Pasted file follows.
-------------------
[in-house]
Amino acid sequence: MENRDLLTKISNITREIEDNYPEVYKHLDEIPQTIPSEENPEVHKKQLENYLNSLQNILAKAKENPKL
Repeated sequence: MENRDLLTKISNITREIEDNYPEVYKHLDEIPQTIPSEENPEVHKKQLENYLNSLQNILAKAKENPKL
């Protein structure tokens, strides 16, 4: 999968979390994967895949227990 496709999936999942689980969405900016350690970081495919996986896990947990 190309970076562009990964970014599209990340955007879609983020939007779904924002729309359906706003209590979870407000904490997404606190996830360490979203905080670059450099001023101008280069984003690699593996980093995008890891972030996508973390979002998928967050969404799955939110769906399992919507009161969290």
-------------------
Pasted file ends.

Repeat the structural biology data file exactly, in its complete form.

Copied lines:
[in-house]
Amino acid sequence: MENRDLLTKISNITREIEDNYPEVYKHLDEIPQTIPSEENPEVHKKQLENYLNSLQNILAKAKENPKL
Repeated sequence: MENRDLLTKISNITREIEDNYPEVYKHLDEIPQTIPSEENPEVHKKQLENYLNSLQNILAKAKENPKL
């Protein structure tokens, strides 16, 4: 999968979390994967895949227990 496709999936999942689980969405900016350690970081495919996986896990947990 190309970076562009990964970014599209990340955007879609983020939007779904924002729309359906706003209590979870407000904490997404606190996830360490979203905080670059450099001023101008280069984003690699593996980093995008890891972030996508973390979002998928967050969404799955939110769906399992919507009161969290």